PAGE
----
To many on the outside, life as a tenured faculty member conjures up images of dreamy afternoons spent theorizing at one's desk, interspersed with occasional trips to the lab to hold up test tubes to the light. Of course, anyone who's been to grad school for more than a week knows there's more to scientific endeavor than that. In fact, a faculty member's requisite skill set is quite extensive.
Tenure-track faculty members must not only think well, but they must also write well, speak well, and interact with people well. They should have a keen business sense and be adept in managing budgets, projects, and people. Paradoxically, they must be fiercely independent, yet able to collaborate well with others. They must be confident enough to know when they've found a scientific truth, but humble enough to admit when they are wrong. They should be kind enough to mentor younger scientists, but stingy enough with their time to be able to manage it well. In addition, faculty members must have a driving passion toward their research and be willing to devote a Herculean effort over many years. Despite these stringent requirements, many can and do succeed in academia. The key, it seems, is making a conscientious effort to develop the necessary skills early on. In this article, people who have achieved high levels of success in academia provide specific, practical advice to others who would follow in their path.
Passion—fuel that fans flames of success
One resounding theme from successful faculty members is that one has to have passion. This is something that cannot be feigned, learned, or coerced—it either exists or it does not. "There has to be an inherent interest, whether it is derived from a crystalizing experience such as a parent dying of cancer, or from a value system that has developed within a person," says Mary Delong, director, Office of Postdoctoral Education at Emory University, which oversees career development for nearly 500 postdoctoral fellows. In addition to cultivating a passion for one's work, Delong also mentions that during the postdoc years, developing a track record of performance through publishing papers and fully researching opportunities in the field are probably the most important steps. "But passion is what will carry a postdoc through the challenges," she says.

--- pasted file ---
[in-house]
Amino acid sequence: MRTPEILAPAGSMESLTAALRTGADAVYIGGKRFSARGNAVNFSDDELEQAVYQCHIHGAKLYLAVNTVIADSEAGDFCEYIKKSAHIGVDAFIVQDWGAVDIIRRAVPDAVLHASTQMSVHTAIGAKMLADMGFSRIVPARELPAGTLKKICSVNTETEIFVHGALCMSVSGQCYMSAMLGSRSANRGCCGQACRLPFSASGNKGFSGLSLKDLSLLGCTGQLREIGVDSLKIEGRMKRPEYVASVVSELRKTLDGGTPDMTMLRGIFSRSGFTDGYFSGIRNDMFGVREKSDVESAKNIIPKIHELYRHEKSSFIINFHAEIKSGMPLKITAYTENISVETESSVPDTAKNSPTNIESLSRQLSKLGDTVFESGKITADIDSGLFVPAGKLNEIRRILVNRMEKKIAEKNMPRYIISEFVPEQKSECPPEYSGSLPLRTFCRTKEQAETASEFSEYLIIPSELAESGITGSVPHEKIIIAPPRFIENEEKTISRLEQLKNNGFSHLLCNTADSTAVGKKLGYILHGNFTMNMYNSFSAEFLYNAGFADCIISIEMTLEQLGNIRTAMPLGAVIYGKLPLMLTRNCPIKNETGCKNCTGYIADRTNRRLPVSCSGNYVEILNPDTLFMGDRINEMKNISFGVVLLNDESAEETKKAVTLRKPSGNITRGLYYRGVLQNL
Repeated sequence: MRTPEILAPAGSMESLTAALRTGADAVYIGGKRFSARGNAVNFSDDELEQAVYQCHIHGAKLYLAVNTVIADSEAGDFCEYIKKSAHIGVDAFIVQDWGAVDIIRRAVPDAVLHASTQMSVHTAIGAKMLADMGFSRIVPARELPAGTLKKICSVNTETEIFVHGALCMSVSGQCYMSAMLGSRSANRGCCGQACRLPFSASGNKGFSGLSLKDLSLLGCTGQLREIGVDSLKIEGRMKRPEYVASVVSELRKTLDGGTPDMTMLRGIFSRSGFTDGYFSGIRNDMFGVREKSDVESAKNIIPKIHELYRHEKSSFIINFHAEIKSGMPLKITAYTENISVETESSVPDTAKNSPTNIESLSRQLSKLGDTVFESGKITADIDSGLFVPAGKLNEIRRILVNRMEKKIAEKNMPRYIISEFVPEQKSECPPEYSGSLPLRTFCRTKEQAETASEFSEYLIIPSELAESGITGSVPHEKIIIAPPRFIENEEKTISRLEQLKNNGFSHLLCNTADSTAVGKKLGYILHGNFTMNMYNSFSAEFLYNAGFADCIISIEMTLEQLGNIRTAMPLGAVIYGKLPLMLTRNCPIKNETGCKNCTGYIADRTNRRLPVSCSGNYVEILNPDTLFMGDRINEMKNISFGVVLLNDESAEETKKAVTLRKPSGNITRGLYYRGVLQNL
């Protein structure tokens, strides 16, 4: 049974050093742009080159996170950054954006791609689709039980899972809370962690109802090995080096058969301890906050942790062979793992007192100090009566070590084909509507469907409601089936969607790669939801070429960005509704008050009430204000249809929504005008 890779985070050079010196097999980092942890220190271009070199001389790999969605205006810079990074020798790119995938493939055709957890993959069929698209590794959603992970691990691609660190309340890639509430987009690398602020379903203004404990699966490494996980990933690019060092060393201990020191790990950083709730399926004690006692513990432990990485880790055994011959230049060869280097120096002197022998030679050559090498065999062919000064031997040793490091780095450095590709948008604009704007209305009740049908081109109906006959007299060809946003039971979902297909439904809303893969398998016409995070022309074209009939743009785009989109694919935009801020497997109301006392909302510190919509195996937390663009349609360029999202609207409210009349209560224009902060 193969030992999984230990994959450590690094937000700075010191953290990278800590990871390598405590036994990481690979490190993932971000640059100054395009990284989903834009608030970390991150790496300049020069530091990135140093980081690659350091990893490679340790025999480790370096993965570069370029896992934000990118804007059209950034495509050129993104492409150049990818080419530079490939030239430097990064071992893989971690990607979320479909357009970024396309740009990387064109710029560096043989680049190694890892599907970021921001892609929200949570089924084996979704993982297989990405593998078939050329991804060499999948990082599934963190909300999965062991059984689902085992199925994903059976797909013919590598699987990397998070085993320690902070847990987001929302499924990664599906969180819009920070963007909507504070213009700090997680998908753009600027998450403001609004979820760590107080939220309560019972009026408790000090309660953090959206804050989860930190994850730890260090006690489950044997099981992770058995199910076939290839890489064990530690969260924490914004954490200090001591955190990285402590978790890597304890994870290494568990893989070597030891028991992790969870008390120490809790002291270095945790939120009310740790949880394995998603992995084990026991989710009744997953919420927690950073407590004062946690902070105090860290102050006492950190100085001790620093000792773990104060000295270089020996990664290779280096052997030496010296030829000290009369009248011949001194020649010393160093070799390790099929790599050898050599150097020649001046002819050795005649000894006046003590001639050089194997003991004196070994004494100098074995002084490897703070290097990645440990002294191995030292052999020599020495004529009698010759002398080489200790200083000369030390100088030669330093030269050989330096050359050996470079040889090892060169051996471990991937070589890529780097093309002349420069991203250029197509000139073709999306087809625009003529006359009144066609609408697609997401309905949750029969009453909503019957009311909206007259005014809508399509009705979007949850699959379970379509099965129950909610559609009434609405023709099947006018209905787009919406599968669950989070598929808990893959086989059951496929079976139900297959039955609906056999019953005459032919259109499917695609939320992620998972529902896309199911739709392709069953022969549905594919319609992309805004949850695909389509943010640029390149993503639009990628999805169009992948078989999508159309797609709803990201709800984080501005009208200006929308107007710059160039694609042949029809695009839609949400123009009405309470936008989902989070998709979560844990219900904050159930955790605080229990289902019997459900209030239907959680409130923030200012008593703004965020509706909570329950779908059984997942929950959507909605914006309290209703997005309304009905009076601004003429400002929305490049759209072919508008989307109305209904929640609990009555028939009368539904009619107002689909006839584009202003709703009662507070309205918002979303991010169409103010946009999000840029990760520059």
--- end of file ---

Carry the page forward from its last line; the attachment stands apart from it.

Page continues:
Joseph Coyle, with Harvard Medical School, who has studied schizophrenia and other neurological disorders for more than 40 years, was drawn into his career path early on. "I'd say for most of my life I never saw myself as going to work, I saw myself as going to do something I totally enjoy," he says. "If it's drudgery, you ought not do it. But if research isn't your passion, then a Ph.D. can afford many different opportunities, such as patent law and science writing. You don't have to feel trapped."
Standing upon the shoulders of giants
A large proportion of Ph.D.s in the sciences go on to seek a postdoc position—about 77 percent of Ph.D.s in the biological sciences and 61 percent in the physical sciences, according to a 2006 National Science Foundation report. One of the first steps in graduate school and beyond is to seek out mentors who will provide guidance but who will also foster independence, says Nancy Schwartz, who conducts research on proteoglycan synthesis at the University of Chicago. Schwartz states that, for better or worse, she was forced into thinking independently early on during her career because of the intermittent absences of her thesis and postdoctoral advisers. She doesn't recommend that as a situation to seek out, "but really, it is each individual's responsibility to garner what they think they need from many other colleagues and mentors, throughout their career."